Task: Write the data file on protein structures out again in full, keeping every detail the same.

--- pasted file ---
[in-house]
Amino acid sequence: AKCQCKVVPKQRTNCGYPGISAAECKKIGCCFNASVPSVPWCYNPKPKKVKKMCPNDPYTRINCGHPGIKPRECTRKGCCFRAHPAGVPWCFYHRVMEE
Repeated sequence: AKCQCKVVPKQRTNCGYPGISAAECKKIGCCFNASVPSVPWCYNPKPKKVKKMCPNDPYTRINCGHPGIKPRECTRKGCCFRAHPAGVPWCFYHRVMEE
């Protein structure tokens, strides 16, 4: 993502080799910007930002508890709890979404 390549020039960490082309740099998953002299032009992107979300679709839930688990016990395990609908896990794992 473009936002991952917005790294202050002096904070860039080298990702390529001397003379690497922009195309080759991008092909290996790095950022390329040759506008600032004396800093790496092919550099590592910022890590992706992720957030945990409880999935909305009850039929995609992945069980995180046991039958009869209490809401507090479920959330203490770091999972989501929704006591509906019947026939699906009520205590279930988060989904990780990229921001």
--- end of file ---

[in-house]
Amino acid sequence: AKCQCKVVPKQRTNCGYPGISAAECKKIGCCFNASVPSVPWCYNPKPKKVKKMCPNDPYTRINCGHPGIKPRECTRKGCCFRAHPAGVPWCFYHRVMEE
Repeated sequence: AKCQCKVVPKQRTNCGYPGISAAECKKIGCCFNASVPSVPWCYNPKPKKVKKMCPNDPYTRINCGHPGIKPRECTRKGCCFRAHPAGVPWCFYHRVMEE
């Protein structure tokens, strides 16, 4: 993502080799910007930002508890709890979404 390549020039960490082309740099998953002299032009992107979300679709839930688990016990395990609908896990794992 473009936002991952917005790294202050002096904070860039080298990702390529001397003379690497922009195309080759991008092909290996790095950022390329040759506008600032004396800093790496092919550099590592910022890590992706992720957030945990409880999935909305009850039929995609992945069980995180046991039958009869209490809401507090479920959330203490770091999972989501929704006591509906019947026939699906009520205590279930988060989904990780990229921001």